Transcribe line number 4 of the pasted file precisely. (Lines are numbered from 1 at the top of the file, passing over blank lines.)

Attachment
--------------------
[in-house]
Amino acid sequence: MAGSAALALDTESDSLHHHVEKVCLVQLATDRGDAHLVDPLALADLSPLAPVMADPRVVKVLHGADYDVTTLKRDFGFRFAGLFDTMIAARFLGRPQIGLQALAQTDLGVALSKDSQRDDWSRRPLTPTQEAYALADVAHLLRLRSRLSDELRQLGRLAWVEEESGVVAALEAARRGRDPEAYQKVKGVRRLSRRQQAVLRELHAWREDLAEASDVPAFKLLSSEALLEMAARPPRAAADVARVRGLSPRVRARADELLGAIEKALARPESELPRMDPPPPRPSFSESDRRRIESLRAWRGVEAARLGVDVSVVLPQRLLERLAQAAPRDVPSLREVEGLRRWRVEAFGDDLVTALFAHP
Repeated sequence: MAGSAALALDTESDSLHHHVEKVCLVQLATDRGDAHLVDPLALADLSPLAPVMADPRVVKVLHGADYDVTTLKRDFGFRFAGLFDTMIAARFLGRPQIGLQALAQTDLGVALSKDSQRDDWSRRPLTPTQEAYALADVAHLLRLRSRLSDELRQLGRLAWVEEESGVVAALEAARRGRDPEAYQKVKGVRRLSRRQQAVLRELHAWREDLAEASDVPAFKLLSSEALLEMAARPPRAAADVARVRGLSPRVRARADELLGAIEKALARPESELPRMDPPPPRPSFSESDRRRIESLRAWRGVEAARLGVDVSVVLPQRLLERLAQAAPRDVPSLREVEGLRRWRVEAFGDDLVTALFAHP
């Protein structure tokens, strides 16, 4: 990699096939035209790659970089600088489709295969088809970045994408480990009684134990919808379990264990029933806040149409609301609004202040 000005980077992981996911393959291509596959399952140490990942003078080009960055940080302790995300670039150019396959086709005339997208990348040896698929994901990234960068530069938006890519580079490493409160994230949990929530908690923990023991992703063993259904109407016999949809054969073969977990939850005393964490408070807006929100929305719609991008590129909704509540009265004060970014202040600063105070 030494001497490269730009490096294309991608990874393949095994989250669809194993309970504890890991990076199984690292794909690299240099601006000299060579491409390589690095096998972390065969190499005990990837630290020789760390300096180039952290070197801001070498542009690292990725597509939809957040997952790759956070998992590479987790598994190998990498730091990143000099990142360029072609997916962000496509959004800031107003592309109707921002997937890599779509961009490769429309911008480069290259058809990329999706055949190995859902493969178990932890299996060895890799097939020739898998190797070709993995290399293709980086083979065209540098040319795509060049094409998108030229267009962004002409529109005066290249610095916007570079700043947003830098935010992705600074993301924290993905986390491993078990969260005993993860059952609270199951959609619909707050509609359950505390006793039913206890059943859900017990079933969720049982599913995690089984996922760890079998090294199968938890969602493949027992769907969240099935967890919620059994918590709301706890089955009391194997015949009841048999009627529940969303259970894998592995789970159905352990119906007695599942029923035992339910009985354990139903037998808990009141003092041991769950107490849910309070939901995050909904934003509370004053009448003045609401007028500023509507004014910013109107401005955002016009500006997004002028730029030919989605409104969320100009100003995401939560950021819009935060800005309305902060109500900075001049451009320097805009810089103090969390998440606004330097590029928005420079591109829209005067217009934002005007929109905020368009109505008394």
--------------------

């Protein structure tokens, strides 16, 4: 990699096939035209790659970089600088489709295969088809970045994408480990009684134990919808379990264990029933806040149409609301609004202040 000005980077992981996911393959291509596959399952140490990942003078080009960055940080302790995300670039150019396959086709005339997208990348040896698929994901990234960068530069938006890519580079490493409160994230949990929530908690923990023991992703063993259904109407016999949809054969073969977990939850005393964490408070807006929100929305719609991008590129909704509540009265004060970014202040600063105070 030494001497490269730009490096294309991608990874393949095994989250669809194993309970504890890991990076199984690292794909690299240099601006000299060579491409390589690095096998972390065969190499005990990837630290020789760390300096180039952290070197801001070498542009690292990725597509939809957040997952790759956070998992590479987790598994190998990498730091990143000099990142360029072609997916962000496509959004800031107003592309109707921002997937890599779509961009490769429309911008480069290259058809990329999706055949190995859902493969178990932890299996060895890799097939020739898998190797070709993995290399293709980086083979065209540098040319795509060049094409998108030229267009962004002409529109005066290249610095916007570079700043947003830098935010992705600074993301924290993905986390491993078990969260005993993860059952609270199951959609619909707050509609359950505390006793039913206890059943859900017990079933969720049982599913995690089984996922760890079998090294199968938890969602493949027992769907969240099935967890919620059994918590709301706890089955009391194997015949009841048999009627529940969303259970894998592995789970159905352990119906007695599942029923035992339910009985354990139903037998808990009141003092041991769950107490849910309070939901995050909904934003509370004053009448003045609401007028500023509507004014910013109107401005955002016009500006997004002028730029030919989605409104969320100009100003995401939560950021819009935060800005309305902060109500900075001049451009320097805009810089103090969390998440606004330097590029928005420079591109829209005067217009934002005007929109905020368009109505008394």